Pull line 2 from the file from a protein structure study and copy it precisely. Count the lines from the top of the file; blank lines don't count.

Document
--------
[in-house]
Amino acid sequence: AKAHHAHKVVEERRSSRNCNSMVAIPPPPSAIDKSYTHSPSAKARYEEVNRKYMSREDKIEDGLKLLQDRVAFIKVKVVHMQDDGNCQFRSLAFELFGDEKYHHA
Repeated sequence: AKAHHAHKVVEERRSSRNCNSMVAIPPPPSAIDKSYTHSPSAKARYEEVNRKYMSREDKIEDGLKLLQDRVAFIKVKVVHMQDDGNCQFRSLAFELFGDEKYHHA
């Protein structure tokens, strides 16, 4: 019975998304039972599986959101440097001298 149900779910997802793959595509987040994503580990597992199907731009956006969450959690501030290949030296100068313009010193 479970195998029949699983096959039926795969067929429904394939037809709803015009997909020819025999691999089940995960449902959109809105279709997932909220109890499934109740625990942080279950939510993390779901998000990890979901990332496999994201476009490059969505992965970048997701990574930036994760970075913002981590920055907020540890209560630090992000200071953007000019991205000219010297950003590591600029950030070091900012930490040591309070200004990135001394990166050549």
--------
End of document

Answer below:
Amino acid sequence: AKAHHAHKVVEERRSSRNCNSMVAIPPPPSAIDKSYTHSPSAKARYEEVNRKYMSREDKIEDGLKLLQDRVAFIKVKVVHMQDDGNCQFRSLAFELFGDEKYHHA